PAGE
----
RealClearInvestigations' Picks of the Week
RealClearInvestigations' Picks of the Week
February 21 to February 27, 2021
60 Years After Eisenhower's Warning,
Distinct Signs of a 'Digital-Intelligence Complex'
Evidence points to the morphing of the “military-industrial complex” – which President Dwight D. Eisenhower presciently warned about in 1961– into a “digital-intelligence complex,” Eric Felten reports for RealClearInvestigations. He offers striking illustrations from the "revolving door" between Washington and the private sector -- now featuring Silicon Valley:
- As a U.S. top intelligence official, Susan Gordon repeatedly praised Amazon Web Services as a contractor -- before leaving government to join a consultancy with Amazon ties and a defense contractor with extensive AWS business.
- While still in office, Gordon had told Wired that she favored what the magazine described as “more of a revolving door” – “a new paradigm for sharing talented workers between the government and the private sector.”
- Gordon is not alone. Sally Donnelly moved from a top Defense job to form a consultancy and advise AWS on how to pitch the Pentagon.
- Donnelly then rejoined the Pentagon as senior adviser to Trump Defense Secretary Jim Mattis. A colleague at her consultancy joined her.
- While the pair were working for Mattis, competitors with AWS for the Pentagon's $10-billion JEDI cloud-computing contract complained of being denied a fair shot at the work.
- They complained about a private 2017 dinner Mattis attended in London – attended by Donnelly; an Amazon Web Services Vice President; and the head of the company that absorbed Donnelly’s Amazon-tied business.
- The dinner’s host, an ex-British general, was a strategic partner at the latter Amazon-connected company.
- Next, Pentagon eyebrows arched at a meeting of Mattis and Amazon founder Jeff Bezos. But Donnelly had argued in favor of it, with the same argument Gordon made speaking at Amazon conventions: The CIA, after all, uses Amazon’s cloud.
- Microsoft ultimately won the JEDI contract, but Amazon now spends more to lobby than such traditional “beltway bandits” as Lockheed Martin and Raytheon.
With Ashli Babbitt's Killing Shrouded in Mystery,
Officer Who Shot Her Is in Hiding for His Own Safety
Some describe as completely justified a plainclothes officer’s fatal shooting of Ashli Babbitt during the Capitol siege on Jan. 6. Others call it murder. Drawing on sources, documents and video, Paul Sperry of RealClearInvestigations pieces together details of the shooting and a sketch of the shooter -- a black Capitol Police lieutenant who has gone into hiding out of fear for his safety. Sources tell Sperry:
- The officer worries that some riot arrestees have declared “open season” on whoever killed Babbitt, a fellow rioter and now a martyr in their cause.
- He is a longtime veteran of the protective detail in the Speaker’s Lobby, a highly restricted area.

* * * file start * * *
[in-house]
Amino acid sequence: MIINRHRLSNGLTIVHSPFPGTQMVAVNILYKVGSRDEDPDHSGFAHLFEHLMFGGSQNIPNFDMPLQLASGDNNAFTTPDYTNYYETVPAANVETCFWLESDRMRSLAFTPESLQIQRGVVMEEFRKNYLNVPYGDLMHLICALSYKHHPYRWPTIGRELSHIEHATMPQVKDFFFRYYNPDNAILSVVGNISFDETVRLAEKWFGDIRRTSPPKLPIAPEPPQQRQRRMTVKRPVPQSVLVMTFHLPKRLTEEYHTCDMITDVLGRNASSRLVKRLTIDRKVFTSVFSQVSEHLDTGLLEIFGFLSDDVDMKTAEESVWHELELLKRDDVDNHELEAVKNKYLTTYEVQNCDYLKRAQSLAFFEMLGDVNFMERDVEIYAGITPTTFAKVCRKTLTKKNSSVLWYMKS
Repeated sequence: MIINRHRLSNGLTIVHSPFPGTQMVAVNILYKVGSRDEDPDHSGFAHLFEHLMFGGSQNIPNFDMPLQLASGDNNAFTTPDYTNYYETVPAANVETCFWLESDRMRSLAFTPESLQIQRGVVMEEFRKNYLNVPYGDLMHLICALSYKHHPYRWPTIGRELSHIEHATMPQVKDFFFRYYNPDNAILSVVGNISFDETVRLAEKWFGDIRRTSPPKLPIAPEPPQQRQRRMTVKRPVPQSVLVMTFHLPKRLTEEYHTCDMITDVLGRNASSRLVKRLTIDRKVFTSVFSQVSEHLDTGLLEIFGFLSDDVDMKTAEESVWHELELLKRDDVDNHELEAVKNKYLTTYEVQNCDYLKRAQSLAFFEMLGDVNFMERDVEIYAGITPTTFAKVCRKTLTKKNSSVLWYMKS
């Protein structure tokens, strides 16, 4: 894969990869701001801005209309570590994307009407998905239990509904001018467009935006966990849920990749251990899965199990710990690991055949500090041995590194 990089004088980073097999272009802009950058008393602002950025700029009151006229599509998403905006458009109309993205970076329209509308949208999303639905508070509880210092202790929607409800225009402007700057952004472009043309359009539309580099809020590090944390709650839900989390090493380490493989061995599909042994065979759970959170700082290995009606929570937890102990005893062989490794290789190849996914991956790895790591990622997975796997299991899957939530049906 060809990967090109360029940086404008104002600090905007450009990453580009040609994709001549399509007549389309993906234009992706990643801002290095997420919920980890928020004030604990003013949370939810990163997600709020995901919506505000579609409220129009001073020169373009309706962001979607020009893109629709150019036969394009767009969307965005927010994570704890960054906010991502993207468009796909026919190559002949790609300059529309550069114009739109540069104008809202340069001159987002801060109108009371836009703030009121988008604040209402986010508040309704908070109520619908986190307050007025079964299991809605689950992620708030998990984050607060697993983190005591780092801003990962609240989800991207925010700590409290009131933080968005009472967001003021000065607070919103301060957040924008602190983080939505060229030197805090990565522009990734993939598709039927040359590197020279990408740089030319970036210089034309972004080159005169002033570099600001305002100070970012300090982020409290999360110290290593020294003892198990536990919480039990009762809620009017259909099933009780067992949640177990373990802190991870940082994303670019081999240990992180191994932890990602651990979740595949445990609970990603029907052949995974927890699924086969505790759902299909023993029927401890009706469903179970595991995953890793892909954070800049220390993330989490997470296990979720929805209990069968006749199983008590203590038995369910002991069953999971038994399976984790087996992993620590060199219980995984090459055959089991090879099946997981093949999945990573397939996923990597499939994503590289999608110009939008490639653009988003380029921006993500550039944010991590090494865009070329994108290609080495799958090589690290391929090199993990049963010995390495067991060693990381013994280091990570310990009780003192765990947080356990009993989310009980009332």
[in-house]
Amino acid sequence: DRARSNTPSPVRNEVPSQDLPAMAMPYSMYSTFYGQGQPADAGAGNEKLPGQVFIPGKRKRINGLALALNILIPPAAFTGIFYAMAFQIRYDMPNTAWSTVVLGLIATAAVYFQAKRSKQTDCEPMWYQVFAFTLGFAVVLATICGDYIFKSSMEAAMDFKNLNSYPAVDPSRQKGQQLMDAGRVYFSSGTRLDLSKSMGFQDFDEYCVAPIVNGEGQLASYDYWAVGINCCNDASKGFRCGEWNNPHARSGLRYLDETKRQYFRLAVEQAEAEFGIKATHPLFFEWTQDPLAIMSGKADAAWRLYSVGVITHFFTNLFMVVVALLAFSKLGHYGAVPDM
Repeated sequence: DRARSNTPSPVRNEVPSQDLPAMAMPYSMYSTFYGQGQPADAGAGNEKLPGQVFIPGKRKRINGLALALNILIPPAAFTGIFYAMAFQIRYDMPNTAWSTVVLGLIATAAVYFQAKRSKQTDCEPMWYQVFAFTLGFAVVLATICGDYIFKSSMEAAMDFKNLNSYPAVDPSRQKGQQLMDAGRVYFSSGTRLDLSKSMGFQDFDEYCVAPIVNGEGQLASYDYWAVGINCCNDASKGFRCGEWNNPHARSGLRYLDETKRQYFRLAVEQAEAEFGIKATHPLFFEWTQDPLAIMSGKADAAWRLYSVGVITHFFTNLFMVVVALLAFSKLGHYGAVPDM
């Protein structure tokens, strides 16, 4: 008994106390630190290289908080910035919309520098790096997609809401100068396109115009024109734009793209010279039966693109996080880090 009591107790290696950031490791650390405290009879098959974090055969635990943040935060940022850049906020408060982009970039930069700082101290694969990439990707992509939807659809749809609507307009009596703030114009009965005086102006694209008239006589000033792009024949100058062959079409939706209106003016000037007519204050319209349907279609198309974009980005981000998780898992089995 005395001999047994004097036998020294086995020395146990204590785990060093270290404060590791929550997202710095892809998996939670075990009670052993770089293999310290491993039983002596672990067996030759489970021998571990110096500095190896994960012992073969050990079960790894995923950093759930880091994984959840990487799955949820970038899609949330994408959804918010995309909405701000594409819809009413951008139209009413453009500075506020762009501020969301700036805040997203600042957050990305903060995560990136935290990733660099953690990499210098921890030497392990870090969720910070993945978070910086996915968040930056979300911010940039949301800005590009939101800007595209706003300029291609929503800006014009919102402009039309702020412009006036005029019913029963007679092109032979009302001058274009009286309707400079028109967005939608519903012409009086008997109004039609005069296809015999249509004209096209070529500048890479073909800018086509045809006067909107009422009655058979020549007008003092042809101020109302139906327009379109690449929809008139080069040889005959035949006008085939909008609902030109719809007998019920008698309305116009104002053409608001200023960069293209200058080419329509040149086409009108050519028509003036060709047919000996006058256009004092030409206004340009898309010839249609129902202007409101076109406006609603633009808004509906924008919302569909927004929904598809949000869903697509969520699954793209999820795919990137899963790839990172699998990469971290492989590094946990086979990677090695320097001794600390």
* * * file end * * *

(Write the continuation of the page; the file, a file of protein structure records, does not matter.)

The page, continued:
- Authorities won’t release his name, and media aren’t clamoring for it -- in contrast with other high-profile police shootings of unarmed civilians.
- He was put on paid administrative leave pending an internal investigation. The Justice Department is involved.
- Video footage shows the lieutenant carefully advancing, aiming and shooting Babbitt as she tries to climb through a smashed window.
- Babbitt, 35, a decorated Air Force veteran, was unarmed.
- The fatal shot was the only shot fired during the 4½-hour siege.
- “It was an assassination,” said an ex-Pentagon official. “He stepped into it [the shot]."
- Mark Schamel, the officer’s lawyer, told RCI his client warned Babbitt and other rioters to keep back.
- But in the video, the officer appears to issue no commands to stop nor any verbal warning that he would shoot.
Biden, Trump and the Beltway
In Final Days, Trump Gave Up on Forcing Release
of Key Russiagate Files, Nunes Prober Says
President Trump relented to uncooperative U.S. intelligence leaders in his final days in office by not forcing them to finally release secret Trump-Russia files, a former top congressional investigator tells Aaron Maté of RealClearInvestigations. The investigator, Kash Patel, spoke in his first in-depth interview since ending his subsequent work for the Trump administration last month.
Patel, who helped GOP Rep. Devin Nunes unearth Russiagate abuses, said senior intelligence officials "continuously impeded" efforts to release files, usually by slow-walking their reviews of the material.
The full interview is here. Highlights:
- Trump's CIA Director, Gina Haspel, was instrumental in blocking one of the most critical documents, Patel said.
- That document is a March 2018 House report detailing "significant intelligence tradecraft failings" in the CIA’s assessment that Russia, on Vladimir Putin's orders, ordered a sweeping and systematic interference 2016 campaign to elect Trump.
- The same House report found that important qualifications to another key claim – that the Kremlin ordered a cyber-hacking campaign to help Trump – were drowned out by partisan insistence that Russia was the culprit.
- Also withheld: reports by Democratic National Committee cyber-contractor CrowdStrike that the FBI relied on to accuse Russia of hacking the DNC. The FBI bowed to the DNC’s refusal to hand over its servers for analysis.
- Also withheld: more revelations from the fraudulent surveillance warrants on Trump campaign adviser Carter Page, including "the underlying source verification reporting" the FBI used to justify them, despite relying on the discredited Steele dossier.
Files Reveal Wide Operation to Spy on Team Trump
Just the News
Once-secret reports show the FBI effort to spy on the Trump campaign in 2016 was nothing more than a fishing expedition searching for evidence that might tie the GOP to the hack of DNC servers. They show that almost immediately after the FBI opened a Russia collusion probe narrowly focused on the foreign lobbying of a single Trump campaign aide named George Papadopoulos – who reportedly had been told that the Russians had dirt on Hillary Clinton – agents dispatched a confidential informant named Stephan Halper to find dirt on numerous Trump associates. They included future Attorney General Jeff Sessions, foreign policy adviser Sam Clovis, campaign chairman Paul Manafort, economic adviser Peter Navarro, future National Security Adviser Michael Flynn and campaign adviser Carter Page. Halper found significant exculpatory evidence that the FBI never disclosed to the Foreign Intelligence Surveillance Court – including transcripts of conversations he recorded of targeted Trump advisers providing statements of innocence. The FISA courts approved a year of surveillance targeting the Trump campaign, and specifically Page.